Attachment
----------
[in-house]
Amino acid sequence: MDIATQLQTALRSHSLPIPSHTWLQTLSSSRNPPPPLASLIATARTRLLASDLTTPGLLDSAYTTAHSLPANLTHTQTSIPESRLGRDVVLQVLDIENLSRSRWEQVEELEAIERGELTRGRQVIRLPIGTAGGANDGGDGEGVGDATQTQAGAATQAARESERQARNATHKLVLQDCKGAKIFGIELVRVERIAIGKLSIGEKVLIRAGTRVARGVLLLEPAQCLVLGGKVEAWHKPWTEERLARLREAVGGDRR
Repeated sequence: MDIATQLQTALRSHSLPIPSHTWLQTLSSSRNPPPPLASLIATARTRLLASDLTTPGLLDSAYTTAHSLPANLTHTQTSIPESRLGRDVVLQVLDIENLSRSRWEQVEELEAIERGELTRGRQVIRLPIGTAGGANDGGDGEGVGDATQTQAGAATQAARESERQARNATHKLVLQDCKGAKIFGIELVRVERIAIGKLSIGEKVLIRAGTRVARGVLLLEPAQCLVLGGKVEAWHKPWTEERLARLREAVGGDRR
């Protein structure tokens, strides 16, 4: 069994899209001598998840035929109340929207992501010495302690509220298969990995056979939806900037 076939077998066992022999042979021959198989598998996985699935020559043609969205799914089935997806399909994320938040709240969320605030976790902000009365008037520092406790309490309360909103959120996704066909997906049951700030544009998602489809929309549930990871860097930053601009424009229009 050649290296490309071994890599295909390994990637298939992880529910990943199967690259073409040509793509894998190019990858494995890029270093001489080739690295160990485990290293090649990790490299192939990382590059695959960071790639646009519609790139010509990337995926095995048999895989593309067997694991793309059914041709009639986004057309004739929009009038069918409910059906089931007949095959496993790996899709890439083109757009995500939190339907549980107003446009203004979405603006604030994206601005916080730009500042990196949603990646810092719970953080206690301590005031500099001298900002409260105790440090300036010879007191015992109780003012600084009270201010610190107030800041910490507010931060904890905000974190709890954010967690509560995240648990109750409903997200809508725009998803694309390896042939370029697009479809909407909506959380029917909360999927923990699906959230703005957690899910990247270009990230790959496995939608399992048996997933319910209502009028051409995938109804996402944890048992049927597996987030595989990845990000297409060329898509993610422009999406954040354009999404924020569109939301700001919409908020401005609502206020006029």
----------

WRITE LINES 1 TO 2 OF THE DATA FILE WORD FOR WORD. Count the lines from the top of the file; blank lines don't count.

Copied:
[in-house]
Amino acid sequence: MDIATQLQTALRSHSLPIPSHTWLQTLSSSRNPPPPLASLIATARTRLLASDLTTPGLLDSAYTTAHSLPANLTHTQTSIPESRLGRDVVLQVLDIENLSRSRWEQVEELEAIERGELTRGRQVIRLPIGTAGGANDGGDGEGVGDATQTQAGAATQAARESERQARNATHKLVLQDCKGAKIFGIELVRVERIAIGKLSIGEKVLIRAGTRVARGVLLLEPAQCLVLGGKVEAWHKPWTEERLARLREAVGGDRR